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The Harbours Of England - Preface Post by :speeenterprises Category :Nonfictions Author :John Ruskin Date :May 2012 Read :2910

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The Harbours Of England - Preface


"Turner's _Harbors of England_," as it is generally called, is a book which, for various reasons, has never received from readers of Mr. Ruskin's writings the attention it deserves. True, it has always been sought after by connoisseurs, and collectors never fail with their eleven or twelve guineas whenever a set of Artist's Proofs of the First Edition of 1856 comes into the market. But to the General Reader the book with its twelve exquisitely delicate mezzotints--four of which Mr. Ruskin has declared to be among the very finest executed by Turner from his marine subjects--is practically unknown.

The primary reason for this neglect is not far to seek. Since 1877 no new edition of the work has been published, and thus it has gradually passed from public knowledge, though still regarded with lively interest by those to whom Mr. Ruskin's words--particularly words written in further unfolding of the subtleties of Turner's art--at all times appeal so strongly.

In his own preface Mr. Ruskin has told us all that in 1856 it was necessary to know of the genesis of the _Harbors_. That account may now be supplemented with the following additional facts. In 1826 Turner (in conjunction with Lupton, the engraver) projected and commenced a serial publication entitled _The Ports of England_. But both artist and engraver lacked the opportunity required to carry the undertaking to a successful conclusion, and three numbers only were completed. Each of these contained two engravings. Part I., introducing _Scarborough and _Whitby_, duly appeared in 1826; Part II., with _Dover and _Ramsgate_, in 1827; and in 1828 Part III., containing _Sheerness and _Portsmouth_, closed the series.(A) Twenty-eight years afterwards (that is, in 1856, five years after Turner's death) these six plates, together with six new ones, were published by Messrs. E. Gambart & Co., at whose invitation Mr. Ruskin consented to write the essay on Turner's marine painting which accompanied them. The book, a handsome folio, appears to have been immediately successful, for in the following year a second edition was called for. This was a precise reprint of the 1856 edition; but, unhappily, the delicate plates already began to exhibit signs of wear. The copyright (which had not been retained by Mr. Ruskin, but remained the property of Messrs. E. Gambart & Co.) then passed to Messrs. Day & Son, who, after producing the third edition of 1859, in turn disposed of it to Mr. T. J. Allman. Allman issued a fourth edition in 1872, and then parted with his rights to Messrs. Smith, Elder & Co., who in 1877 brought out the fifth, and, until now, last edition. Since that date the work has been out of print, and has remained practically inaccessible to the ordinary reader.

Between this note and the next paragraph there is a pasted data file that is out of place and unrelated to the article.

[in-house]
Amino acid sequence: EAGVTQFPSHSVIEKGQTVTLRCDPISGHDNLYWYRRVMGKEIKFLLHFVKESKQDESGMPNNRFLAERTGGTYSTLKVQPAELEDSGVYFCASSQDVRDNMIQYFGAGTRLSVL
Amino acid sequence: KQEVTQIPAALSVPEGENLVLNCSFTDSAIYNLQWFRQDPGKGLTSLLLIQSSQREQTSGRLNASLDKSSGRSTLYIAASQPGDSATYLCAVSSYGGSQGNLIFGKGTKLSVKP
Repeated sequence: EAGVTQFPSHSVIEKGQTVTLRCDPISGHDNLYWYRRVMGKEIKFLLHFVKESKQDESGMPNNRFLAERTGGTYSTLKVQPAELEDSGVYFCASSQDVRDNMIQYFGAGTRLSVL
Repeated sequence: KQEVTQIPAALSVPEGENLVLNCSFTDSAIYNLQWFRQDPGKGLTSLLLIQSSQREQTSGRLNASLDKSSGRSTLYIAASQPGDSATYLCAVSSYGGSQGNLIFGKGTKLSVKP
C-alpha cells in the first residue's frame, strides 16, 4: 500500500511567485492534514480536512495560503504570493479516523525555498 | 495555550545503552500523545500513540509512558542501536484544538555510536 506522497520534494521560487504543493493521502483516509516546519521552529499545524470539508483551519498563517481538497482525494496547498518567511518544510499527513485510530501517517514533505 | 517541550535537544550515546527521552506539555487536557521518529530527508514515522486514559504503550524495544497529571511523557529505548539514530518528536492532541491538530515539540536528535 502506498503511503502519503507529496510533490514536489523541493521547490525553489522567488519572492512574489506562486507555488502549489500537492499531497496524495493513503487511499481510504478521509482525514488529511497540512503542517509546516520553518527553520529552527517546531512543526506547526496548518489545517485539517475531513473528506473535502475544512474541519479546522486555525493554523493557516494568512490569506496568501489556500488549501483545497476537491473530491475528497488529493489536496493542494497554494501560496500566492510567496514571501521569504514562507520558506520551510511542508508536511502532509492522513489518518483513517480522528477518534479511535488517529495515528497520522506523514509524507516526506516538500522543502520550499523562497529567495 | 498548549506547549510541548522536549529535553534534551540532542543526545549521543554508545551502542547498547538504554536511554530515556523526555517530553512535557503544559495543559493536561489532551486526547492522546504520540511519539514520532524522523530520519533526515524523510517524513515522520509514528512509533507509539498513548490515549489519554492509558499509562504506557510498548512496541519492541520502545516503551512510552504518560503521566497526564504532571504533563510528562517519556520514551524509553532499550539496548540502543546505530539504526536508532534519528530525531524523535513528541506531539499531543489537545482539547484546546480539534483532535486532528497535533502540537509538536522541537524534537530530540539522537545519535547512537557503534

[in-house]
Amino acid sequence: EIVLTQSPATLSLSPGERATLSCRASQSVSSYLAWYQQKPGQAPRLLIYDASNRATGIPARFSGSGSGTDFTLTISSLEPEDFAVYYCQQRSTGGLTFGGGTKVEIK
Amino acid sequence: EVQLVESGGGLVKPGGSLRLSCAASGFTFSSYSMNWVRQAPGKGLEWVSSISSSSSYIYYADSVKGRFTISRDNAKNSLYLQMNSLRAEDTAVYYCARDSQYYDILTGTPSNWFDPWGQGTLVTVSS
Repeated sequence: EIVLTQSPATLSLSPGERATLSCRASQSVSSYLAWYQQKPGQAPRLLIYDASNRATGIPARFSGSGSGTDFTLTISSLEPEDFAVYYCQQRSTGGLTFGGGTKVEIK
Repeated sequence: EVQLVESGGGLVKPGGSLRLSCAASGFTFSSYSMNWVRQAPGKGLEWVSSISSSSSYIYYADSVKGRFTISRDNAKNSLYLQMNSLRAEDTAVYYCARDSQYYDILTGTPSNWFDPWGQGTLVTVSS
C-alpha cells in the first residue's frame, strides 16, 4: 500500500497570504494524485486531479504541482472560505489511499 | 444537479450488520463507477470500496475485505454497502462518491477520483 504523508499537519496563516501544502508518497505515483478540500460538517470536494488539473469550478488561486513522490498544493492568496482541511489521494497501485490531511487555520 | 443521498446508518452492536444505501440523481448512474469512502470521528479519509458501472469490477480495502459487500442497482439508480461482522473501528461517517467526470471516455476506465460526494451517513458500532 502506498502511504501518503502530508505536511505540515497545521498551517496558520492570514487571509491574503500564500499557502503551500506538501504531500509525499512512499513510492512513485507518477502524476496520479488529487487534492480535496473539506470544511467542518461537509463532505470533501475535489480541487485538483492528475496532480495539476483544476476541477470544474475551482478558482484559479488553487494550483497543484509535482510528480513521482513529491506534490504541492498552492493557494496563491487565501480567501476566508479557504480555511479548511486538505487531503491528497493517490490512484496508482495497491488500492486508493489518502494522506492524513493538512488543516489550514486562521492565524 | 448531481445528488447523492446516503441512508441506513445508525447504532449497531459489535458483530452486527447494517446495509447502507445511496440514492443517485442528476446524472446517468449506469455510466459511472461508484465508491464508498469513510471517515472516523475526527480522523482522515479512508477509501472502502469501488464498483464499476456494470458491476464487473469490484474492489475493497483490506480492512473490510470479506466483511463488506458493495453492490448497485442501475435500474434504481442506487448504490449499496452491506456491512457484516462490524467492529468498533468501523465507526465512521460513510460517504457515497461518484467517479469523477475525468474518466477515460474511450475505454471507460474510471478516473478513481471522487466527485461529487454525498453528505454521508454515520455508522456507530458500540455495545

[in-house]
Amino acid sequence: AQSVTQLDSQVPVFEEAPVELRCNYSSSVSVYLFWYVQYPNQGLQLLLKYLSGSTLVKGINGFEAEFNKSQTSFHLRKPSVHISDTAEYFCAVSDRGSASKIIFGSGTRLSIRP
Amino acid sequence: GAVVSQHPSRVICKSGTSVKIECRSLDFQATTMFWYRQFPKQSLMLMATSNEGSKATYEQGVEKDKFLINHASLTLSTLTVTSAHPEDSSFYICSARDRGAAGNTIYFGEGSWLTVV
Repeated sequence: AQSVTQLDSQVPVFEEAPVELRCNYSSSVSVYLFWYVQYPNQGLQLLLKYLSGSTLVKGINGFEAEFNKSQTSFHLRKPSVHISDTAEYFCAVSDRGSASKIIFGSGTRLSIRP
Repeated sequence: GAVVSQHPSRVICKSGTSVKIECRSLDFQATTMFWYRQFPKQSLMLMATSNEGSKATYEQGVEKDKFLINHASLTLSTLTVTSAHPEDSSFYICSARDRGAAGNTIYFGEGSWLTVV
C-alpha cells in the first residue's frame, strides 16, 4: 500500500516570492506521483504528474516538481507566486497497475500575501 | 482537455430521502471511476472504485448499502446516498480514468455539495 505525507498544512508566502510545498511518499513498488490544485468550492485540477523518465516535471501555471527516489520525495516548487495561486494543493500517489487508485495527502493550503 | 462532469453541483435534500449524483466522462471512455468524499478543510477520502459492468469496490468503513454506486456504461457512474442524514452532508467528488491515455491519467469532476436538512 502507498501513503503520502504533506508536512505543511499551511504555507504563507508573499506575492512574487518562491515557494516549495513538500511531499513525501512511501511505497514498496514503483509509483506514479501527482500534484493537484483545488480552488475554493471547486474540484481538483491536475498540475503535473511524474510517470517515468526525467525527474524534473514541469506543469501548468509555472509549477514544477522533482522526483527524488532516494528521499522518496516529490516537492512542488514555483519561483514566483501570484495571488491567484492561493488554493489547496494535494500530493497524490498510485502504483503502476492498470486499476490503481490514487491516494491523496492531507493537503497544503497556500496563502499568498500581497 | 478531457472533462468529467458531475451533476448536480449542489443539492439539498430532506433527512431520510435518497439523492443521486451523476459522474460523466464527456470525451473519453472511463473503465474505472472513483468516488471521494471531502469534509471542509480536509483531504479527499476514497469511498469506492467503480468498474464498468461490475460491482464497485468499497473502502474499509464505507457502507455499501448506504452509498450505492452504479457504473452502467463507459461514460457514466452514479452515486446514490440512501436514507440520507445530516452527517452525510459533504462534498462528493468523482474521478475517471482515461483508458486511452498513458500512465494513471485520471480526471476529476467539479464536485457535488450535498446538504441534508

(A) To ornament the covers of these parts, Turner designed a vignette, which was printed upon the center of the front wrapper of each. As _The Ports of England is an exceptionally scarce book, and as the vignette can be obtained in no other form, a facsimile of it is here given. The original drawing was presented by Mr. Ruskin to the Fitz-William Museum, at Cambridge, where it may now be seen.

It is matter for congratulation that at length means have been found to bring _The Harbors of England once more into currency, and to issue the book through Mr. George Allen at a price which will place it within the reach of the reading public at large.